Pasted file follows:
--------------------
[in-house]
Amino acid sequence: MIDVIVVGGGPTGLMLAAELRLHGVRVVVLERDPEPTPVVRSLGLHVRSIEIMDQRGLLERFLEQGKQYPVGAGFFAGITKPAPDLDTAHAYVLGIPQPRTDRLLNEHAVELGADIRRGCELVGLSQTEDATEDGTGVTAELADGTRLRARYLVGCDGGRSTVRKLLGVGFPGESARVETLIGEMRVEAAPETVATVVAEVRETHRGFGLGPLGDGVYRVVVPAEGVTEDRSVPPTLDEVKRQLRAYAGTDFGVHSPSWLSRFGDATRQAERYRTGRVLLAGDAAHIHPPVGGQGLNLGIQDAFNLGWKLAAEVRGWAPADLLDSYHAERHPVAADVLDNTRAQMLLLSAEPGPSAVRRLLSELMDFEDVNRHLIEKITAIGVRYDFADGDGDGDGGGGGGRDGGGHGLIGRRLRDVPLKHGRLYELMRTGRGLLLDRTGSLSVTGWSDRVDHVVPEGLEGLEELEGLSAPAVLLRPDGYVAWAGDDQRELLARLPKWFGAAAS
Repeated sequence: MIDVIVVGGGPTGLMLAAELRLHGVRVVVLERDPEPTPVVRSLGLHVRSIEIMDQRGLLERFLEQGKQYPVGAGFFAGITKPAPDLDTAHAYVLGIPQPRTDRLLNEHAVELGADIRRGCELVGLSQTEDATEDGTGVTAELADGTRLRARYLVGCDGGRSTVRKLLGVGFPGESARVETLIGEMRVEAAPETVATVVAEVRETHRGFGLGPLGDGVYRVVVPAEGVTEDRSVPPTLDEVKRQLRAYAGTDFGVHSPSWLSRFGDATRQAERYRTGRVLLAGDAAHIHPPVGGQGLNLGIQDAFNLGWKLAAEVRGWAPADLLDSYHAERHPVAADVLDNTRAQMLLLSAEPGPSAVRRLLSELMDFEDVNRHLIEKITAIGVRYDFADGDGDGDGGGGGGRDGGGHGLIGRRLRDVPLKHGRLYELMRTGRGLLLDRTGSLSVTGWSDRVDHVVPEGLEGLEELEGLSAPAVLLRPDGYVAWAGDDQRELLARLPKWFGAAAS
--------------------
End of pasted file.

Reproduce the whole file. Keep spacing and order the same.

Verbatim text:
[in-house]
Amino acid sequence: MIDVIVVGGGPTGLMLAAELRLHGVRVVVLERDPEPTPVVRSLGLHVRSIEIMDQRGLLERFLEQGKQYPVGAGFFAGITKPAPDLDTAHAYVLGIPQPRTDRLLNEHAVELGADIRRGCELVGLSQTEDATEDGTGVTAELADGTRLRARYLVGCDGGRSTVRKLLGVGFPGESARVETLIGEMRVEAAPETVATVVAEVRETHRGFGLGPLGDGVYRVVVPAEGVTEDRSVPPTLDEVKRQLRAYAGTDFGVHSPSWLSRFGDATRQAERYRTGRVLLAGDAAHIHPPVGGQGLNLGIQDAFNLGWKLAAEVRGWAPADLLDSYHAERHPVAADVLDNTRAQMLLLSAEPGPSAVRRLLSELMDFEDVNRHLIEKITAIGVRYDFADGDGDGDGGGGGGRDGGGHGLIGRRLRDVPLKHGRLYELMRTGRGLLLDRTGSLSVTGWSDRVDHVVPEGLEGLEELEGLSAPAVLLRPDGYVAWAGDDQRELLARLPKWFGAAAS
Repeated sequence: MIDVIVVGGGPTGLMLAAELRLHGVRVVVLERDPEPTPVVRSLGLHVRSIEIMDQRGLLERFLEQGKQYPVGAGFFAGITKPAPDLDTAHAYVLGIPQPRTDRLLNEHAVELGADIRRGCELVGLSQTEDATEDGTGVTAELADGTRLRARYLVGCDGGRSTVRKLLGVGFPGESARVETLIGEMRVEAAPETVATVVAEVRETHRGFGLGPLGDGVYRVVVPAEGVTEDRSVPPTLDEVKRQLRAYAGTDFGVHSPSWLSRFGDATRQAERYRTGRVLLAGDAAHIHPPVGGQGLNLGIQDAFNLGWKLAAEVRGWAPADLLDSYHAERHPVAADVLDNTRAQMLLLSAEPGPSAVRRLLSELMDFEDVNRHLIEKITAIGVRYDFADGDGDGDGGGGGGRDGGGHGLIGRRLRDVPLKHGRLYELMRTGRGLLLDRTGSLSVTGWSDRVDHVVPEGLEGLEELEGLSAPAVLLRPDGYVAWAGDDQRELLARLPKWFGAAAS